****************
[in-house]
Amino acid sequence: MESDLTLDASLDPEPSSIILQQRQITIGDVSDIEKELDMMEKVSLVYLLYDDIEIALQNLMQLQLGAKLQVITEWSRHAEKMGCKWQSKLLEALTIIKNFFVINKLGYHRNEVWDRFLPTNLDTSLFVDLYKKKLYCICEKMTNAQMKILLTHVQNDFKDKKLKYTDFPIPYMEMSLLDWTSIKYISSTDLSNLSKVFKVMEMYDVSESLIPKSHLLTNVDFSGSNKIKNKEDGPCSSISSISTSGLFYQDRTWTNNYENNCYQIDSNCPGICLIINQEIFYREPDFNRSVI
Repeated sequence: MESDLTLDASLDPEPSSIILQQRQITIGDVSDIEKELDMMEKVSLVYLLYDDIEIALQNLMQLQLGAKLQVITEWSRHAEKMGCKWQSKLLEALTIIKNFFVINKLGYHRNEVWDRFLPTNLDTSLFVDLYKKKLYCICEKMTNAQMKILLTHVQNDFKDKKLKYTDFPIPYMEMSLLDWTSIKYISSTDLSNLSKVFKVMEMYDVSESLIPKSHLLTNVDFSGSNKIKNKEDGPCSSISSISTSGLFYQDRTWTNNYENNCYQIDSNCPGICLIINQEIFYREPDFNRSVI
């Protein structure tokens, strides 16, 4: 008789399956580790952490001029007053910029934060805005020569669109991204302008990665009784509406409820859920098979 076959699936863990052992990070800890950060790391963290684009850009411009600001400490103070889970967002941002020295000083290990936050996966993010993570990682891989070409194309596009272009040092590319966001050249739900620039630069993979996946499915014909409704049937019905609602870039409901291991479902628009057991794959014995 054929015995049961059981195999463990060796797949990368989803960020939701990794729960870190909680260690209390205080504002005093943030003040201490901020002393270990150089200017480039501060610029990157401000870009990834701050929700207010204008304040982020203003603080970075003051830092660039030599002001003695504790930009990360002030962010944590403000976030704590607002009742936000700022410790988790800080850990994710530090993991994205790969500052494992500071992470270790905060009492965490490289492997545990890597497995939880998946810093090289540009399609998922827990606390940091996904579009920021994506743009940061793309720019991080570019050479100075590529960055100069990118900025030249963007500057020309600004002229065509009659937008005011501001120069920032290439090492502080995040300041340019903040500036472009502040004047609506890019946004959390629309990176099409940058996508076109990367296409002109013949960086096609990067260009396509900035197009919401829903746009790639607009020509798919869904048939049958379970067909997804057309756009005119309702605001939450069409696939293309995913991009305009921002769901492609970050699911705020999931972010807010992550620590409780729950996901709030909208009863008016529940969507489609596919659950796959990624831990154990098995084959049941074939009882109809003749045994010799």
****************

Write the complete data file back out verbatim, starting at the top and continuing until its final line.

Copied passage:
[in-house]
Amino acid sequence: MESDLTLDASLDPEPSSIILQQRQITIGDVSDIEKELDMMEKVSLVYLLYDDIEIALQNLMQLQLGAKLQVITEWSRHAEKMGCKWQSKLLEALTIIKNFFVINKLGYHRNEVWDRFLPTNLDTSLFVDLYKKKLYCICEKMTNAQMKILLTHVQNDFKDKKLKYTDFPIPYMEMSLLDWTSIKYISSTDLSNLSKVFKVMEMYDVSESLIPKSHLLTNVDFSGSNKIKNKEDGPCSSISSISTSGLFYQDRTWTNNYENNCYQIDSNCPGICLIINQEIFYREPDFNRSVI
Repeated sequence: MESDLTLDASLDPEPSSIILQQRQITIGDVSDIEKELDMMEKVSLVYLLYDDIEIALQNLMQLQLGAKLQVITEWSRHAEKMGCKWQSKLLEALTIIKNFFVINKLGYHRNEVWDRFLPTNLDTSLFVDLYKKKLYCICEKMTNAQMKILLTHVQNDFKDKKLKYTDFPIPYMEMSLLDWTSIKYISSTDLSNLSKVFKVMEMYDVSESLIPKSHLLTNVDFSGSNKIKNKEDGPCSSISSISTSGLFYQDRTWTNNYENNCYQIDSNCPGICLIINQEIFYREPDFNRSVI
């Protein structure tokens, strides 16, 4: 008789399956580790952490001029007053910029934060805005020569669109991204302008990665009784509406409820859920098979 076959699936863990052992990070800890950060790391963290684009850009411009600001400490103070889970967002941002020295000083290990936050996966993010993570990682891989070409194309596009272009040092590319966001050249739900620039630069993979996946499915014909409704049937019905609602870039409901291991479902628009057991794959014995 054929015995049961059981195999463990060796797949990368989803960020939701990794729960870190909680260690209390205080504002005093943030003040201490901020002393270990150089200017480039501060610029990157401000870009990834701050929700207010204008304040982020203003603080970075003051830092660039030599002001003695504790930009990360002030962010944590403000976030704590607002009742936000700022410790988790800080850990994710530090993991994205790969500052494992500071992470270790905060009492965490490289492997545990890597497995939880998946810093090289540009399609998922827990606390940091996904579009920021994506743009940061793309720019991080570019050479100075590529960055100069990118900025030249963007500057020309600004002229065509009659937008005011501001120069920032290439090492502080995040300041340019903040500036472009502040004047609506890019946004959390629309990176099409940058996508076109990367296409002109013949960086096609990067260009396509900035197009919401829903746009790639607009020509798919869904048939049958379970067909997804057309756009005119309702605001939450069409696939293309995913991009305009921002769901492609970050699911705020999931972010807010992550620590409780729950996901709030909208009863008016529940969507489609596919659950796959990624831990154990098995084959049941074939009882109809003749045994010799």